A protester interrupted Tony Blair's testimony at the Leveson Inquiry on Monday, shouting: "The man is a war criminal!"
The intruder, a white male in his 40s, was forcibly removed from the room after entering through the non-public part of the Royal Court of Justice.
Before being wrestled out of the room, the protester shouted: "This man should be arrested for war crimes... JPMorgan paid him off for the Iraq War... three months after he invaded Iraq he held up the Iraq bank for £20bn. He was then paid $6bn a year by JPMorgan and still is... the man is a war criminal."
After the incident, a man identified himself to reporters as David Lawley Wakelin from the Alternative Iraq Enquiry. He spoke as security guards escorted him through the Royal Courts of Justice.
It is understood the protester, who burst into the hearing directly behind Lord Justice Leveson, managed to get past security-coded doors to access the judges' corridor leading to courtroom 73. He was subsequently arrested and released without charge.
Following the incident, a different protester threw an egg at the former PM's car as he left the inquiry, according to reports.
Lord Justice Leveson has ordered an immediate investigation into how the man gained access.
He said: "I would like to find out how this gentleman managed to access the court through what's supposed to be a secure corridor and I'll have an investigation undertaken about that immediately."
Blair remained calm throughout the disturbance.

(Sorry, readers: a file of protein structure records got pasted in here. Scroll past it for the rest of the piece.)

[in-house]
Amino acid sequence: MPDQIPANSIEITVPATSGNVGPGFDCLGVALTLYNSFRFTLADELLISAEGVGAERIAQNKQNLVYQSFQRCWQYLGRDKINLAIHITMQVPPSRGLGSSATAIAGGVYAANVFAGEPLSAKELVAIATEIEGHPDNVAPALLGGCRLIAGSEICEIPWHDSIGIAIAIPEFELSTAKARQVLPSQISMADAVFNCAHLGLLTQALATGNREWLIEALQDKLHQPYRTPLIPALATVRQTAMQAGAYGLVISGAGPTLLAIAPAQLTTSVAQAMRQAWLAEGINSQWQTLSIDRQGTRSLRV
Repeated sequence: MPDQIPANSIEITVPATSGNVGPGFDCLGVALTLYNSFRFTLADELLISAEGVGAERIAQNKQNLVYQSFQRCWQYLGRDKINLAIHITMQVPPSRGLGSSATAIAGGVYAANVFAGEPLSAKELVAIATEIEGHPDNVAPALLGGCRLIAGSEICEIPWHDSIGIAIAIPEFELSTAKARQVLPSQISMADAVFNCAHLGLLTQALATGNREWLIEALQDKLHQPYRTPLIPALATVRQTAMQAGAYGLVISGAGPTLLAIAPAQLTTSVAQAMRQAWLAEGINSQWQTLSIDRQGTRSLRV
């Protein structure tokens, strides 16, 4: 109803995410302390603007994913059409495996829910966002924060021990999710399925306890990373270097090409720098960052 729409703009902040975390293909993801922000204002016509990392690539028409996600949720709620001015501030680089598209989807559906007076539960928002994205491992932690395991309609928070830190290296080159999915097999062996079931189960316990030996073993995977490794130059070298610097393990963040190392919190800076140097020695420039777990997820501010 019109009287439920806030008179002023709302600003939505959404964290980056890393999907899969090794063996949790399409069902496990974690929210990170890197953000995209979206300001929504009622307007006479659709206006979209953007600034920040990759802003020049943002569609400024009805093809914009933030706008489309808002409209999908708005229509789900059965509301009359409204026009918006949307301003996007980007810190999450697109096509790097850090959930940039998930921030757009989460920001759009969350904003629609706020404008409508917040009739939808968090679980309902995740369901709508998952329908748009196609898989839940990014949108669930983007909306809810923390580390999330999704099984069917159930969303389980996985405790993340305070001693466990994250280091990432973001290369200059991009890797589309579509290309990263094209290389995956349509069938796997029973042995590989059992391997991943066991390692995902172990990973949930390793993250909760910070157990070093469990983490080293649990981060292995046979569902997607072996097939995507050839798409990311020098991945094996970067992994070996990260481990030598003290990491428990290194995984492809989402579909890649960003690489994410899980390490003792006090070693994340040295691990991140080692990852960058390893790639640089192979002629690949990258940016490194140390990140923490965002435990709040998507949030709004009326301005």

After the removal of the protester, Mr Blair denied his allegations.
He told the hearing: "What he said about Iraq and JP Morgan is completely untrue.
"I've never had a discussion with them about that."
A spokesman for Her Majesty's Courts and Tribunals Service said the Service took security very seriously at all of their venues.
"An investigation has been ordered into an incident at the Leveson Inquiry, Royal Courts of Justice, today.
"It would be inappropriate to pre-empt the findings of this investigation," he added.
When the hearing reconvened for the afternoon, Lord Justice Leveson told the court the Inquiry and HMCTS took the incident "extremely seriously" and apologised for the breach.
He said: "Considerable effort has been put into ensuring all witnesses can give their evidence in a safe and secure environment and I very much regret what has happened.
"An investigation is being undertaken and I will be giving consideration to the steps that can be taken and should be
taken against this particular intruder.
"Efforts will be redoubled to ensure that incidents of this nature don't recur.
"I repeat my apologies to Mr Blair and indeed to everyone else who was involved in or following our inquiry."
Earlier, Blair said he felt the power of the British media was unhealthy while he was PM - but chose not to take it on as it would have prevented him from pursuing any other policies while in power.
On arriving to give evidence at the inquiry, the former PM had been greeted by around two dozen or so protesters as he arrived at the courts this morning.
They waved banners reading "Troops home", "Bliar" and "Afghanistan out".